GDPR: build trust with direct mail
It’s been a year since the implementation of GDPR, which gave EU citizens greater control over the use and storage of their personal data. And while most organisations are taking steps towards compliance, many still have a long way to go.
The regulations have undeniably made life a little more difficult from a marketing (and particularly a digital marketing) perspective, but on average “UK marketers consider their organisations to be just over 82% compliant with GDPR” – with a fifth even claiming 100% compliance.
But it’s not a consistent story across the board. On the retail side, GDPR is being met with some resistance due to the cost of compliance, and a fear of losing essential data. But it seems that a lack of understanding of the GDPR requirements, and how to effectively implement changes into processes to achieve compliance, may be to blame – causing some retailers to adopt a ‘heads in the sand’ approach.
This is incredibly risky, given that failure to comply with GDPR could see companies landed with huge fines. Not to mention the reputational damage that could arise from a company’s failure to comply with the new legislation.
With that at the forefront of their minds, charities (who hold sensitive information and cannot risk public distrust) are faring better, but a lack of confidence is still evident across the board.
How to ensure GDPR compliance
But what do you actually need to do to ensure your company is GDPR compliant?
“In the best organisations, the adoption of best practice has been cultural rather than procedural. They have taken the opportunities presented by compliance, not just to avoid financial penalties but to improve the relationship with customers and others in the data supply chain. Crucially, they also consider data governance and security at the start of every project and not just as an afterthought as it once was.”Philip Anthony, Coopsys
Creating a roadmap to compliance, gaining budgetary sign-off for maintaining compliance, and establishing processes for continuous improvement are all essential to operating within the confines of GDPR. Not to mention safeguarding professional reputation and upholding customer relations.
Companies must strive for transparency: be open about what personal data you’re collecting, and why; with a clear option for customers to opt out of targeted marketing campaigns.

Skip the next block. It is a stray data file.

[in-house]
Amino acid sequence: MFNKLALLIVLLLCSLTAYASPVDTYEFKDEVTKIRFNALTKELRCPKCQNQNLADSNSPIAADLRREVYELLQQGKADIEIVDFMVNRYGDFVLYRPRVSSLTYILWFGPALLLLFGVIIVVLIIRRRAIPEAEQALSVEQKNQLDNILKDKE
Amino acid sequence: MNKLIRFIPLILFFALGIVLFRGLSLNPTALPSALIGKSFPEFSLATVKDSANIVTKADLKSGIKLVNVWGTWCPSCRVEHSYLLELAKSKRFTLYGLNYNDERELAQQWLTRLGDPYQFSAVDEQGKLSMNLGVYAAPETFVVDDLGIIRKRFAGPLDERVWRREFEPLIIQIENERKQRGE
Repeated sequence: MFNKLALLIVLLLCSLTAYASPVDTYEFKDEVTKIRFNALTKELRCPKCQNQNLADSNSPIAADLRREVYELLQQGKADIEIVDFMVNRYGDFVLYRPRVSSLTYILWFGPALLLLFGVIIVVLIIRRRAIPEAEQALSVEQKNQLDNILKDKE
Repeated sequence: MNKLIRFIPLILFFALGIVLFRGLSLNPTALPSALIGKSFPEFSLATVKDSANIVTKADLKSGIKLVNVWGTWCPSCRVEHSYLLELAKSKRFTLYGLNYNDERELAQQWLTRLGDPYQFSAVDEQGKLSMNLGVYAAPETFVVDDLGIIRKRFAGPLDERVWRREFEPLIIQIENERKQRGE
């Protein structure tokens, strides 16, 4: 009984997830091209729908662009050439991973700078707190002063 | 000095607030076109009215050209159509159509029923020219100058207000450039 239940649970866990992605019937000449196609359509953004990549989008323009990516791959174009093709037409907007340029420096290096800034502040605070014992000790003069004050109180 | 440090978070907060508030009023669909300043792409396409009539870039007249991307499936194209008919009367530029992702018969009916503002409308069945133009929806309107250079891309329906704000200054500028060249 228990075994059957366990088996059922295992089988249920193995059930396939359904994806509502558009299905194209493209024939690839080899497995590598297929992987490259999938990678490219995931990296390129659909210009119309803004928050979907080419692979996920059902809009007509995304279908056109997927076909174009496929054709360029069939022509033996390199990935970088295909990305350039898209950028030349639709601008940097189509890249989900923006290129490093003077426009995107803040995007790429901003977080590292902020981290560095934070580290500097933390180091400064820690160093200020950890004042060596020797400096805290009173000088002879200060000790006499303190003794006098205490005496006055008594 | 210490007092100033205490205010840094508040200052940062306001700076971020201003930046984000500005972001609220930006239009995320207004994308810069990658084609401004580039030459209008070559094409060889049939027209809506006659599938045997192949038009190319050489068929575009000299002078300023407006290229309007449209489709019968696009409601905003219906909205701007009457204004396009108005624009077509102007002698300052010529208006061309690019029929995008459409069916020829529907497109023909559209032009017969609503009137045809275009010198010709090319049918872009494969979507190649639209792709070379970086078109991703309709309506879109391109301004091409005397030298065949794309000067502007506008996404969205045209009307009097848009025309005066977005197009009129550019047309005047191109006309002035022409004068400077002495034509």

Build trust with direct mail
The birth of GDPR gave rise to a greater understanding of the value of personal data, and how it can be misused. The greatest challenge for companies post-GDPR is the rebuilding of consumer trust, and the relationships that go with it.
“GDPR has exposed many unwitting individuals to the scope and nature of the data held about them, so looking forward organisations must demonstrate that they can be trusted to operate ethically and fairly with the information they process, and keep subjects informed.”Charity Digital News
Within the parameters of GDPR, marketers must reconsider the most effective marketing and communication channels. So how about revisiting the old, as new? Direct mail marketing isn’t impeded by as many restrictions as email (you don’t always need consent for postal marketing), and therefore offers a legitimate way to contact customers and prospects who are otherwise unreachable.
From a trust and relationship perspective, you can use post to direct customers online and encourage opt-in consent – placing the power very much in their hands, and reinforcing their position as a valued customer.
Furthermore, mail attains higher rates of engagement and conversion than emails, with 87% of direct mail recipients influenced to buy something online. And that’s not to the exclusion of digital marketing: a MarketReach study proved that mail primes other channels, meaning that emails and social media promotions may be better received – and remembered – if the recipient has received mail beforehand.
That’s not to the exclusion of digital marketing either: a MarketReach study proved that mail primes other channels, meaning that emails and social media promotions may be better received – and remembered – if the recipient has received mail beforehand.
A MarketReach study proved that mail primes other channels, meaning that emails and social media promotions may be better received – and remembered – if the recipient has received mail beforehand.Royal Mail MarketReach
There is still a long way to go for companies and their handling of personal data, but looking to the future, GDPR could teach businesses more about their customer base than previously imagined. Digital still has its place, but we’re seeing a very clear reason that postal marketing is still alive and kicking.
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